On completely artificial restrictions

loverdrive

Prophet of the profane (She/Her)
Alternative title: "Well, it makes sense" makes no sense

This is a continuation of my musings on "disconnected mechanics" in another thread, but you don't have to dig that stuff up. Maybe I'm talking about completely obvious things, but the last few months I feel like my whole paradigm is cracking and I'm seeing everything about the hobby in a new light.

So.

By "artificial restrictions" I mean rules that make no sense from the "in-fiction" point of view. E.g.: you can only move on a square grid and can't move diagonally; you can hold either a flashlight or a gun; etc. Well, what I'm gonna talk about applies to allowances (permissions?) that make no sense as well (like being able to carry a whole arsenal... somewhere and pull out any weapon in a split second), but restrictions are easier to reason about. I'm an Easterner, we don't do all this "freedom" stuff here.

Capital G gamers often frown upon being forbidden from doing things a real person in the game world would be able to do, and doubly so in TTRPGs. Long story short: it's a damn mistake. If this restriction was there for a design reason (and, most of the time, it was), when removed, things get worse. I have heavy doubts that ID software couldn't ducktape a flashlight to guns in DooM 3, and when they finally did, well... The original version of DooM 3 is a much better game than BFG edition, precisely because it forces you to constantly choose between being able to see and being able to shoot. The lack of total, unrestricted freedom isn't a result of technological limitation. Games are defined by the rules, and all the cool, fun gameplay happens in the negative space between restrictions.

I think there's a lot of value to be derived from embracing the gaminess of games, especially in TTRPGs. I've had much, much more fun with 5E combat when I've ran a bunch of silly experiments with restricting movement and actions, that I've ever had with it on the either side of the screen -- and that enjoyment translated into other aspects of the process (like, y'know, characters, story, all that) that weren't even in the focus.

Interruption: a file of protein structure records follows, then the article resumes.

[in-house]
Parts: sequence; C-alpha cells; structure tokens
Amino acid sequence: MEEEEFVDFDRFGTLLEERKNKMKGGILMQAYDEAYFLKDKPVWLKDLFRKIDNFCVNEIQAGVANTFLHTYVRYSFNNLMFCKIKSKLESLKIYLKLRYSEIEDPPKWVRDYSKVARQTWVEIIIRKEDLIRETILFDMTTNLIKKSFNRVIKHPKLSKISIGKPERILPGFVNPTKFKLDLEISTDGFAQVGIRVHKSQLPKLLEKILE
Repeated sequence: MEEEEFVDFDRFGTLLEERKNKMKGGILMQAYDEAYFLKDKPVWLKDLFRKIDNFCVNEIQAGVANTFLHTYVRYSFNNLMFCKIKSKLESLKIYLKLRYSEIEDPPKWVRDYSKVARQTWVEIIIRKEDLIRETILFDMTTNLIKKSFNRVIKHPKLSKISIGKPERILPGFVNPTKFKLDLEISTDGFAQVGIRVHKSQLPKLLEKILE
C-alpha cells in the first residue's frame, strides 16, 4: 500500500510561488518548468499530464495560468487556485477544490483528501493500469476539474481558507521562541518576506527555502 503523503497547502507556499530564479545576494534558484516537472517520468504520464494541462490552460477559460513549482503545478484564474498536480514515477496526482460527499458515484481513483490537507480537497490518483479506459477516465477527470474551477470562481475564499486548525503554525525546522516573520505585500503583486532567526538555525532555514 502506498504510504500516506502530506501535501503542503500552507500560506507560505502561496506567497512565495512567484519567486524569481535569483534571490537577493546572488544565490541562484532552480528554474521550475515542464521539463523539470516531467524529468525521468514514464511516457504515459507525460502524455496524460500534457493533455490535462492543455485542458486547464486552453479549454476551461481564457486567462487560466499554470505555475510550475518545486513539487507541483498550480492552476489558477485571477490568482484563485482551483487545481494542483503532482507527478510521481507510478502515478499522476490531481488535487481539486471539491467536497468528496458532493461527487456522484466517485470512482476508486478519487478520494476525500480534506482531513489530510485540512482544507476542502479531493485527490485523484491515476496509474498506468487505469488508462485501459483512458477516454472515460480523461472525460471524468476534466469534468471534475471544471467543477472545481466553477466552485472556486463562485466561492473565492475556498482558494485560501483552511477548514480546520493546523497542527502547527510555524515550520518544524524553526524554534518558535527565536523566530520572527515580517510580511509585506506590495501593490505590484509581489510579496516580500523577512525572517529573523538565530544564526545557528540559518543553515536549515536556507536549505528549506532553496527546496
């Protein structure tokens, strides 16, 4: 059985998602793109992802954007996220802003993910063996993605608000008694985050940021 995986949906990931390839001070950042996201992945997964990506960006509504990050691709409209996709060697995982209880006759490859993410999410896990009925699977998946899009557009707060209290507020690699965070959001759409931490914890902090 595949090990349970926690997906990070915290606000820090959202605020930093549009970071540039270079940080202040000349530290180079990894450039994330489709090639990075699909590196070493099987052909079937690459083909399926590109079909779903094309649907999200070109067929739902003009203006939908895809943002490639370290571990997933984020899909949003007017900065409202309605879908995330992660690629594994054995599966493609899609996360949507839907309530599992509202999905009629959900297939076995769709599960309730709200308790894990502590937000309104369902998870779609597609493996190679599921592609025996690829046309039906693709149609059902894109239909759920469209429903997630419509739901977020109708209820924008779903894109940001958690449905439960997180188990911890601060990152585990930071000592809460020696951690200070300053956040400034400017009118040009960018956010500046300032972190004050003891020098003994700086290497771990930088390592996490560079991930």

Experiment #1: characters (both PCs and NPCs) can only move like a queen in chess. Ranged attacks, similarly, can only be made if the target is on the same line horizontally, vertically or diagonally. The only way to move in a more complex way is to move then dash in other direction.

It made positioning much more important, allowing some massivebrain plays that would be completely pointless if every character could equally threaten a whole radius around them, thus making even simple combat encounters that would otherwise boil down to "I HIT HIM WITH MY SWORD" more engaging.

Experiment #2: there's a deck of cards, each representing a possible action in the base game (attack, dash, cast a spell, drink potion, etc.). When the initiative is rolled, everyone draws 3, and refills to 3 at the start of each their turn. At the end of the turn any number of cards can be discarded. When the deck is exhausted, the discard pile is reshuffled. If you play a card, you make an action written on it, otherwise you can only make a single attack (regardless of multiattack stuff) or dodge.

It was less cool than #1, but maybe that was because the cards themselves kinda sucked. It still added another layer of mindgames to the process, where everyone is mentally keeping track of opponent's cards.